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Review of concert from 2002-07-10: Sydney, Enmore Theatre - with Imposters
Australian, 2002-07-12
- Iain Shedden


Costello's classic revolution carries on

Elvis Costello and the Imposters
Enmore Theatre, Sydney

ELVIS Costello first set his twitchy new-wave brothel creepers on Australian soil in 1978, when the dark forces of punk rock were still causing the establishment (anyone over 30) some concern. Melbourne took no chances with this musical menace and summoned large numbers of state police to keep their eyes open for what Costello, recalling the memory fondly, describes as bizarre behaviour coming from the stage.

If they expected incitement to riot from safety-pinned upstarts in ripped pants, they would have been disappointed. Costello's revolution was never so transparent or fashion-conscious or perfunctory. Yes, he looked a bit odd with his Buddy Holly specs and his tight suit, but he and his band could play a bit and behind the bluster of their live set lay a songwriter who redefined the pop song as we knew it.

I Don't Want to Go to Chelsea was one such classic. Twenty-four years later in Sydney the song was given a beautifully anarchic rebirth in a Costello performance of astonishing power and depth that lasted more than two hours. Sitting alongside material from his latest album When I Was Cruel, it served to illustrate that while many from that punk era have come and gone (and, in some cases, come back), Costello has been a force in popular music throughout. This was an awesome show of strength, rich in the choice of material, in the musicianship that flitted from manic to majestic and in Costello's voice which, if anything, has got better.

It was a different Costello to the one we saw here two years ago when, with regular keyboard player Steve Nieve in tow, the fruits of his collaboration with Burt Bacharach were given a raw, emotional tribute. The night was, in a sense, a return to Costello's roots. Nieve and drummer Pete Thomas, linchpins of many of their employer's classic moments with the Attractions, are now the Imposters, joined by extremely able bass player Davey Faragher. This line-up adds weight to the nostalgia trip. There were moments, when the four of them were in full flight during an early hit, such as Accidents Will Happen, when time seemed to have stood still.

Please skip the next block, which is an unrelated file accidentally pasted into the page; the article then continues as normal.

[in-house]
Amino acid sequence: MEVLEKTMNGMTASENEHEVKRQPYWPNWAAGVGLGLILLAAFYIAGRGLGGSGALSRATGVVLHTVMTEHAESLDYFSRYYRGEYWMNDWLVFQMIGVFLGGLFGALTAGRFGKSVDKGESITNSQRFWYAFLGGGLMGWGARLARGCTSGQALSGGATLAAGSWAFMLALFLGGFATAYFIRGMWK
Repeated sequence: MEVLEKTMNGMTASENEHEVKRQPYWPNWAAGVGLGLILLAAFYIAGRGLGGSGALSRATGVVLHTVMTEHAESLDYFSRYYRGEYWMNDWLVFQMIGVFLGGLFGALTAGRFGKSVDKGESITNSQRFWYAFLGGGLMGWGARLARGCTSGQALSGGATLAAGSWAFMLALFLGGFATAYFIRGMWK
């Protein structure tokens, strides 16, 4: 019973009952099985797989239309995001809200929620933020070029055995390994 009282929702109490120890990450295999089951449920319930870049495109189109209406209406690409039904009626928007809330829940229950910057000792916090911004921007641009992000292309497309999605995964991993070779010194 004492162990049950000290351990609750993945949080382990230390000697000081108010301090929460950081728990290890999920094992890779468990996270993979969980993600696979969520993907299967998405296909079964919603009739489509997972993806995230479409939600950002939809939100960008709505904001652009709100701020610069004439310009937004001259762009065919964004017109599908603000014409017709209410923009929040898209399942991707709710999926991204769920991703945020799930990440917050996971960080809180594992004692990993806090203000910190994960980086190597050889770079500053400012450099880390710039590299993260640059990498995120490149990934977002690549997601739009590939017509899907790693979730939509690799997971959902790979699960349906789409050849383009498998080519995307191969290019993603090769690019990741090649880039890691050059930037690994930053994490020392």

It hasn't, though, and Costello's catalogue has grown to about 300 titles. Many crowd favourites made it into the set, including Alison, Watching the Detectives, Waiting for the End of the World and a much-altered, AI Green-style version of Clown Time is Over. The new album got an extensive airing - among the highlights When I Was Cruel 2, the explosive Daddy Can I Turn This? with Costello almost wringing blood out of his guitar, and 45, one of several tracks that bears the hallmarks of earlier glories.

The encores, five of them, were as unpredictable as they were fantastic. Rather than just parade more hits, he sprung newer material such as 15 Petals on a crowd by then well out of their seats. The rumbling Pump It Up would have been the obvious closer, but Costello, in his contrary style, followed it with the sombre tale of obsession, I Want You.

Costello has veered in many directions over 25 years. This was a celebration of his rock 'n' roll credentials and it couldn't have been much better.

lain Shedden


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